Just as you cannot fully describe the splendor of seeing the sun rise over the Grand Canyon to someone who's never had that experience, it's difficult to fully communicate the grandeur of the Creole chicken-and-shrimp nachos at Creole with a Splash of Soul. Less the sort of bar staple you pick up with your hands, these are closer in spirit to Mexican chilaquiles; the seasoned tortilla chips are not a vehicle for shoveling toppings, but rather a base for a mountain of bell peppers, onions, jalapeños, juicy hunks of Creole spiced chicken and flawlessly cooked shrimp covered in a sauce somewhere between blackened alfredo and a luscious fondue. Akin to an open-faced chicken-and-shrimp pot pie, you find yourself eating it not with a fork, but with a spoon to lap up every drop of this delicious cheesy nectar, your only thought — other than "I should stop gorging myself but my heart won't let me" — that whoever came up with this stunning display is not simply a culinary genius but doing the Lord's work.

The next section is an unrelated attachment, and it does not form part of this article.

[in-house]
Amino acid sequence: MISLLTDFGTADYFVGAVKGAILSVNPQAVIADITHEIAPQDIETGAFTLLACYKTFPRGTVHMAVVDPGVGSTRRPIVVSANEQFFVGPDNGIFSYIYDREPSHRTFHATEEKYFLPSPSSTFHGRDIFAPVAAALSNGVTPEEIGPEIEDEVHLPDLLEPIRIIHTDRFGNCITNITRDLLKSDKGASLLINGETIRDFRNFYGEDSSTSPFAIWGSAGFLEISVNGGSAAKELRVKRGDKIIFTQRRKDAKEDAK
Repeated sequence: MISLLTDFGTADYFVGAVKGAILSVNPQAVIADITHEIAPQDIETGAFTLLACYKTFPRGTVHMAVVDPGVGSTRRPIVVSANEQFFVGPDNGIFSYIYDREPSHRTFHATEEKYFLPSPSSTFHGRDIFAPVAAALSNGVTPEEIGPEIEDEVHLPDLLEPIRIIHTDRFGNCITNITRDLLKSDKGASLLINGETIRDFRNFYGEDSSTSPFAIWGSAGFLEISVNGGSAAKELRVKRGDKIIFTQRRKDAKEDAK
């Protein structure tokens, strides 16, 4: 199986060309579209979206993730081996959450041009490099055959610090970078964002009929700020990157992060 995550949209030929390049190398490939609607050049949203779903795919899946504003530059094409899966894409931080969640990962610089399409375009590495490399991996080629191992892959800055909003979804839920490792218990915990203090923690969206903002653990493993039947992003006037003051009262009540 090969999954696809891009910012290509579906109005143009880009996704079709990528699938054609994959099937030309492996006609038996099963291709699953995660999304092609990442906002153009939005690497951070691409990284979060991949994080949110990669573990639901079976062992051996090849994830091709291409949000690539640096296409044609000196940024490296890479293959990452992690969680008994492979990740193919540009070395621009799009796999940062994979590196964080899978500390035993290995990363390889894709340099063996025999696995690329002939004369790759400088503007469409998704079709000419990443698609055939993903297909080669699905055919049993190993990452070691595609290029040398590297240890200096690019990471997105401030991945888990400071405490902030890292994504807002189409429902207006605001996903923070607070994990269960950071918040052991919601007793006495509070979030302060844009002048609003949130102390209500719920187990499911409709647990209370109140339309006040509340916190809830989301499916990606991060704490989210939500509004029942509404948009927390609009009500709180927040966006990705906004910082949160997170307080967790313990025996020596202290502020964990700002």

See all of RFT food critic Cheryl Baehr's restaurant reviews
The person responsible for this masterpiece is Ronda Walker, who until last year was engaged in a different noble pursuit. A veteran health-care professional who had spent 30 years in nursing, Walker found herself at a crossroads a couple of years ago when her health took a bad turn. After suffering three strokes, she found herself in an ICU bed, wondering if she was going to make it. As she started to reflect on her life, she realized that she had spent it not doing what she really wanted to do, and was determined to pursue her lifelong passion for cooking. Then and there, Walker resolved that, should she get better, she was going to open a restaurant.